The development of a magnetic resonance imaging index for fistulising Crohn's disease

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Magnetic resonance imaging (MRI) is the gold standard for assessment of perianal fistulising Crohn's disease (CD). The Van Assche index is the most commonly used MRI fistula index.


To assess the reliability of the Van Assche index, and to modify the instrument to improve reliability and create a novel index for fistulising CD.


A consensus process developed scoring conventions for existing Van Assche index component items and new items. Four experienced radiologists evaluated 50 MRI images in random order on three occasions. Reliability was assessed by estimates of intraclass correlation coefficients (ICCs). Common sources of disagreement were identified and recommendations made to minimise disagreement. A mixed effects model used a 100 mm visual anologue scale (VAS) for global severity as outcome and component items as predictors to create a modified Van Assche index.


Intraclass correlation coefficients (95% confidence intervals) for intra-rater reliability of the original and modified Van Assche indices and the VAS were 0.86 (0.81–0.90), 0.90 (0.86–0.93) and 0.86 (0.82–0.89). Corresponding ICCs for interrater reliability were 0.66 (0.52–0.76), 0.67 (0.55–0.75) and 0.58 (0.47–0.66). Sources of disagreement included number, location, and extension of fistula tracts, and rectal wall involvement. A modified Van Assche index (range 0–24) was created that included seven component items.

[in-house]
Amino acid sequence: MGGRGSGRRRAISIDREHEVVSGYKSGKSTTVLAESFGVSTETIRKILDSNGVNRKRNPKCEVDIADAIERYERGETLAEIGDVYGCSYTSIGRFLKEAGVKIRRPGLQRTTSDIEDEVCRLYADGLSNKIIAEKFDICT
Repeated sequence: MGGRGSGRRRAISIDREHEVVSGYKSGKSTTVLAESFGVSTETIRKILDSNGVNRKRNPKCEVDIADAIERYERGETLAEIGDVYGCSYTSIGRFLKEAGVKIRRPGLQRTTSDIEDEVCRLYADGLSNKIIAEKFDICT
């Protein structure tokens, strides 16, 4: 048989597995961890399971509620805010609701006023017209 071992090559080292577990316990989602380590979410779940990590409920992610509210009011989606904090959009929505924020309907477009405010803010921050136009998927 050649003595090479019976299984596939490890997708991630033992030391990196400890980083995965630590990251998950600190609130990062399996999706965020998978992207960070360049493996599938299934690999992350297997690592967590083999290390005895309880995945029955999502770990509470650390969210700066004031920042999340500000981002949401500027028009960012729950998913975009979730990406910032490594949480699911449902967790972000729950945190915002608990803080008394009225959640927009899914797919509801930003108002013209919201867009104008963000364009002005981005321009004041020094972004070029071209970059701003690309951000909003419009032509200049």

Although “almost perfect” intra-rater reliability was observed for the assessment of MRI images for fistulising CD using the Van Assche index, inter-rater reliability was considerably lower. Our modification of this index should result in a more optimal instrument.

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